The paradox of warmth: Ambient warm temperature decreases preference for savory foods

Kosuke Motoki, Toshiki Saito, Rui Nouchi, Ryuta Kawashima, Motoaki Sugiura

Research output: Contribution to journalArticlepeer-review

30 Citations (Scopus)


Grocery stores and restaurants can control ambient temperatures using air-conditioning. Although questions about how ambient temperature affects consumers’ evaluations of foods are relevant to many food-based businesses, they remain largely unanswered, and there are contradictory hypotheses regarding the influence of ambient temperature on food preferences. Embodiment theory suggests that ambient warm temperature increases food preferences, whereas thermoregulation theory suggests that ambient warm temperature may decrease food preferences to lower the body's temperature by limiting food intake. However, neither of these explanations considers food category. Given that food varies according to whether it is usually eaten warm or cool, the thermoregulation theory leads to the hypothesis that people may try to regulate their body temperature by preferring foods that should be eaten cool and avoiding those that should be eaten warm. To resolve these contradictory hypotheses, this study investigated the effect of warm ambient temperature on preferences for different categories of food. In total, 52 participants in a room with either warm or cool ambient temperature reported preferences for four categories of food images: vegetables, fruits, sweets, and savory foods. The foods were grouped into warm foods (i.e., foods perceived as having a warm temperature: savory foods), cold foods (i.e., foods perceived as having a cool temperature: fruits), and control foods (vegetables and sweets). The results indicated that ambient warm temperatures decreased preferences for savory foods but did not affect preferences for the other foods. The decreased preference for savory foods in warm ambient temperature was based on perceived food temperature but not on tastiness or healthfulness. These findings are the first to establish the effect of food temperature on food preference in warm ambient conditions. Incorporation of food temperature into thermoregulation theory can advance understanding of the sensory influences on consumer behaviors.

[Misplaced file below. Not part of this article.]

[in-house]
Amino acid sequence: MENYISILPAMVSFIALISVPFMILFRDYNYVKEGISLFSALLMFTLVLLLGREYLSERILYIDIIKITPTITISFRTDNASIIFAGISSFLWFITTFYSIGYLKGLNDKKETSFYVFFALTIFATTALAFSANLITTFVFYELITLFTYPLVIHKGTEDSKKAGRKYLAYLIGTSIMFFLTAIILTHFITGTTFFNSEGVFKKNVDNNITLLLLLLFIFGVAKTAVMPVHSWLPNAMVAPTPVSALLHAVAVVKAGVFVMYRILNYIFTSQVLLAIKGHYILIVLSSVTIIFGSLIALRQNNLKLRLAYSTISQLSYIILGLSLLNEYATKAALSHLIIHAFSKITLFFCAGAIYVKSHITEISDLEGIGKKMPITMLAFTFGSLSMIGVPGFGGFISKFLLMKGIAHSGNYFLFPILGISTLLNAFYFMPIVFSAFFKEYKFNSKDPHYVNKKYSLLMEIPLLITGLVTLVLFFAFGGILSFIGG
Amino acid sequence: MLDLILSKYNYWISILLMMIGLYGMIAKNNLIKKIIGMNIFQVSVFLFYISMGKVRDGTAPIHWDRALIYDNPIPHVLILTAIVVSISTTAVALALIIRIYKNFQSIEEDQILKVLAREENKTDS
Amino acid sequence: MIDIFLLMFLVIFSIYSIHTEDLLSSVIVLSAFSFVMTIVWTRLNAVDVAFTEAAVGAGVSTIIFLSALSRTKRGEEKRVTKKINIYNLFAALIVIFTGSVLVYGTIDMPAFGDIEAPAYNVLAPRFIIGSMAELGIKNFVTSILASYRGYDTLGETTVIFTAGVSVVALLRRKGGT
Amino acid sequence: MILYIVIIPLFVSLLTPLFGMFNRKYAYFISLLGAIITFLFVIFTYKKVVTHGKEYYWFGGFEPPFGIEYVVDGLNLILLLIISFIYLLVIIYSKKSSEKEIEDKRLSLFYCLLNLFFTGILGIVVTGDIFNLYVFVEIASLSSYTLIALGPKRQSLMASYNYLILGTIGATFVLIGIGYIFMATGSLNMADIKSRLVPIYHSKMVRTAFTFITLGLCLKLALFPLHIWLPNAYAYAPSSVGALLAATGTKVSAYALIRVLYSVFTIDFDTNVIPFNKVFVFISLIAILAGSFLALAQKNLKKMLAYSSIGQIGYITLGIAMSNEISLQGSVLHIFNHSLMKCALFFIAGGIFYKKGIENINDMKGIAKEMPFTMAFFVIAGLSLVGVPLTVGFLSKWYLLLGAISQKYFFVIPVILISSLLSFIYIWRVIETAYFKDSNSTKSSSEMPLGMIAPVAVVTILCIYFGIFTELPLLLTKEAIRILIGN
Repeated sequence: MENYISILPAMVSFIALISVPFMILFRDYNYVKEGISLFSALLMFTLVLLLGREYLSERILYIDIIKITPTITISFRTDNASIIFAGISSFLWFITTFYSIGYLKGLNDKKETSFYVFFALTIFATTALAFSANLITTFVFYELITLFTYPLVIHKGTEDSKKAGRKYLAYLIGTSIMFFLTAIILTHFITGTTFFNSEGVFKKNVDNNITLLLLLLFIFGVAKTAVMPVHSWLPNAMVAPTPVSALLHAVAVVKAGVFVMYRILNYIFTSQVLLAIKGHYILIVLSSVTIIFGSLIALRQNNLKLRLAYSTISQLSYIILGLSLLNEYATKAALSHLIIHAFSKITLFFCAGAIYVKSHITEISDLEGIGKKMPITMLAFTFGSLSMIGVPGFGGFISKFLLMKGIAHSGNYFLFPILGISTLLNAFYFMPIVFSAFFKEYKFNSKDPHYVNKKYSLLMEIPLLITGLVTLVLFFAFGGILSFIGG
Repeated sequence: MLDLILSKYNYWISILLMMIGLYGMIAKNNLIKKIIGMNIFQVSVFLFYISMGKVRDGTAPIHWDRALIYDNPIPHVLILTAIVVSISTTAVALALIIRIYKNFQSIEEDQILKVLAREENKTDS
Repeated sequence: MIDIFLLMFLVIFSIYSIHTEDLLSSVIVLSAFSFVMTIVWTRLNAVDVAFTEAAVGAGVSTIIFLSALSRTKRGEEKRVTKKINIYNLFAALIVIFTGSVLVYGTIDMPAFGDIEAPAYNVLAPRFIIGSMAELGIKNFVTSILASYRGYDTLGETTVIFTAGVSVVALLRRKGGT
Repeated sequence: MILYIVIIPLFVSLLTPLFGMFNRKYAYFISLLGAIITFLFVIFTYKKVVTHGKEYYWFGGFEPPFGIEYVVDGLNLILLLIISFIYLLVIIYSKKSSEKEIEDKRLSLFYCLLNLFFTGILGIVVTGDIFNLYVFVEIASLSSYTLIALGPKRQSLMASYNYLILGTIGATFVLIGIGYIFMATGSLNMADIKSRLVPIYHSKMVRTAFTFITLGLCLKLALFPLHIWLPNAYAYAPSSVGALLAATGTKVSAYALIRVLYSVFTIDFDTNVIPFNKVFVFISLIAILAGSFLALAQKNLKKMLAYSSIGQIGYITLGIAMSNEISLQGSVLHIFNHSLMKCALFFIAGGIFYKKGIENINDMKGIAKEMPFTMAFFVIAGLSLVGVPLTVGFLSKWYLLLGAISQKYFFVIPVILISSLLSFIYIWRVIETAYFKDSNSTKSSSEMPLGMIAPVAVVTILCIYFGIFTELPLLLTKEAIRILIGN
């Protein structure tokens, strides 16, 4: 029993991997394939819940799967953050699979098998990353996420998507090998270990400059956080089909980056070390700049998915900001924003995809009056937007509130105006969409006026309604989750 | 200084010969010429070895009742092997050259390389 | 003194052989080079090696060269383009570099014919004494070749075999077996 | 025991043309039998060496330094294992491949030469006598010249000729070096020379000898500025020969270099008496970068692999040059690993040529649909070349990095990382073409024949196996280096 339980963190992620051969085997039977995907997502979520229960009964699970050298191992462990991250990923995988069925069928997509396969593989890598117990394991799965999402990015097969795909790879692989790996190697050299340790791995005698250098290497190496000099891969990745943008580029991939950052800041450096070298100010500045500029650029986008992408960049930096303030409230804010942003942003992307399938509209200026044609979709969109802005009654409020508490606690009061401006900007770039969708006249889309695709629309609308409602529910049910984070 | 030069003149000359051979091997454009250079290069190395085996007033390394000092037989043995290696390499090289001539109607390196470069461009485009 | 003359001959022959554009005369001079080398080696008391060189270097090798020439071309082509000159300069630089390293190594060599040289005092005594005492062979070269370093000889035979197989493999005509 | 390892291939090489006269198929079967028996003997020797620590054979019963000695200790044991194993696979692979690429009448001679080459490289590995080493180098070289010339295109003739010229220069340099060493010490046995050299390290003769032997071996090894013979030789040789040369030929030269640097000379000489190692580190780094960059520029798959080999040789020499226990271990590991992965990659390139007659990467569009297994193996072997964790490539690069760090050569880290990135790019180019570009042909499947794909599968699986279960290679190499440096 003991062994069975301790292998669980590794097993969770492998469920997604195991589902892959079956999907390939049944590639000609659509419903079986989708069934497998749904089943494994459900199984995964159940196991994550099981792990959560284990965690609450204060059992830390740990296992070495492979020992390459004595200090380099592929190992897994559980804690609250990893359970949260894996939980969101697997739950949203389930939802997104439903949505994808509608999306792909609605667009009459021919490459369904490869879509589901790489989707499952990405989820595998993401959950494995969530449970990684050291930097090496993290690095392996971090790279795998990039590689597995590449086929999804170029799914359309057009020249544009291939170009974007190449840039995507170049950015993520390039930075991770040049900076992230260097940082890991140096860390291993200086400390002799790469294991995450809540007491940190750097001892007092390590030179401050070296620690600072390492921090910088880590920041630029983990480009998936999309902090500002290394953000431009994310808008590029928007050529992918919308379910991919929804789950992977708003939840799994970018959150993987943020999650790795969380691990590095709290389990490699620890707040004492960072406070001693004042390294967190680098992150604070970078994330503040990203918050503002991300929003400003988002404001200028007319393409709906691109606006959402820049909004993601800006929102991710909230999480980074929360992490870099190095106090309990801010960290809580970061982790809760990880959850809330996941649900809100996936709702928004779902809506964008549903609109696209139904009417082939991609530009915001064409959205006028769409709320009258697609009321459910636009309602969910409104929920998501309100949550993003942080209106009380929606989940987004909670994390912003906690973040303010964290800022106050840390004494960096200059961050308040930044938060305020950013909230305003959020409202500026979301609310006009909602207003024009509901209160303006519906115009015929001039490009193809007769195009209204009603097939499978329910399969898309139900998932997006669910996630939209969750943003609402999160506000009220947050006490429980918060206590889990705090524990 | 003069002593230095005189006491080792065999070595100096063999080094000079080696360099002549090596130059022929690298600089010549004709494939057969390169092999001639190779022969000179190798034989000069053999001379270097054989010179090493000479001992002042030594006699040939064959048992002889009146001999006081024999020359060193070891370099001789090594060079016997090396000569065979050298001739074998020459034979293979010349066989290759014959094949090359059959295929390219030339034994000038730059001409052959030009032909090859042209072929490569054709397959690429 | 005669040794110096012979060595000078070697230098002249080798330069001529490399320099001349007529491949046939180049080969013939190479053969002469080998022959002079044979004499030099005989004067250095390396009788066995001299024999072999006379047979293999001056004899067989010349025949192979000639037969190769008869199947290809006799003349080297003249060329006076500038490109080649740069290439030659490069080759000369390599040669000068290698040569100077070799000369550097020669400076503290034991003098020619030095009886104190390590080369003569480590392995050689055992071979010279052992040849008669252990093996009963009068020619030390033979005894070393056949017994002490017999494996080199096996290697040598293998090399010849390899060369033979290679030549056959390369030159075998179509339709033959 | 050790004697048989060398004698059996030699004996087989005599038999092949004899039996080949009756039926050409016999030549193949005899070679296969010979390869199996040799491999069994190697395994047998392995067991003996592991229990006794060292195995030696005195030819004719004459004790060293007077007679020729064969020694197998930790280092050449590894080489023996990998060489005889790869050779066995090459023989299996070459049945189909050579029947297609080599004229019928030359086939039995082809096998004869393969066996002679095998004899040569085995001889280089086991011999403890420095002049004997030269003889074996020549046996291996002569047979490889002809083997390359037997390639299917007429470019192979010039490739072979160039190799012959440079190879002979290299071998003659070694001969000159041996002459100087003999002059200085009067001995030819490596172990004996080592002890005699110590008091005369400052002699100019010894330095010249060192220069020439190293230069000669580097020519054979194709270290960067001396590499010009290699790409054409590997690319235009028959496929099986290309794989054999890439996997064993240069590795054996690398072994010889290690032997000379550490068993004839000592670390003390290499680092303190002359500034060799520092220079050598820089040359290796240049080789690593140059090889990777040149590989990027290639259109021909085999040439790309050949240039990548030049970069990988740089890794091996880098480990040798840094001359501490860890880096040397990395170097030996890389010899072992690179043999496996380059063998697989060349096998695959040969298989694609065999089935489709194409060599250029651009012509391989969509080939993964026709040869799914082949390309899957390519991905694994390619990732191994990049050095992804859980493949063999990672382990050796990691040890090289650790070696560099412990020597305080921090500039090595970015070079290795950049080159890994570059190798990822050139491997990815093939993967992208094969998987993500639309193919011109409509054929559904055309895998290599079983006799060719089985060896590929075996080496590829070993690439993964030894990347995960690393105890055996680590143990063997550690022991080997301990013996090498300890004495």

Original languageEnglish
Pages (from-to)1-9
Number of pages9
JournalFood Quality and Preference
Publication statusPublished - 2018 Oct


  • Ambient temperature
  • Food preference
  • Perceived food temperature
  • Sensory marketing
  • Warmth

ASJC Scopus subject areas

  • Food Science
  • Nutrition and Dietetics


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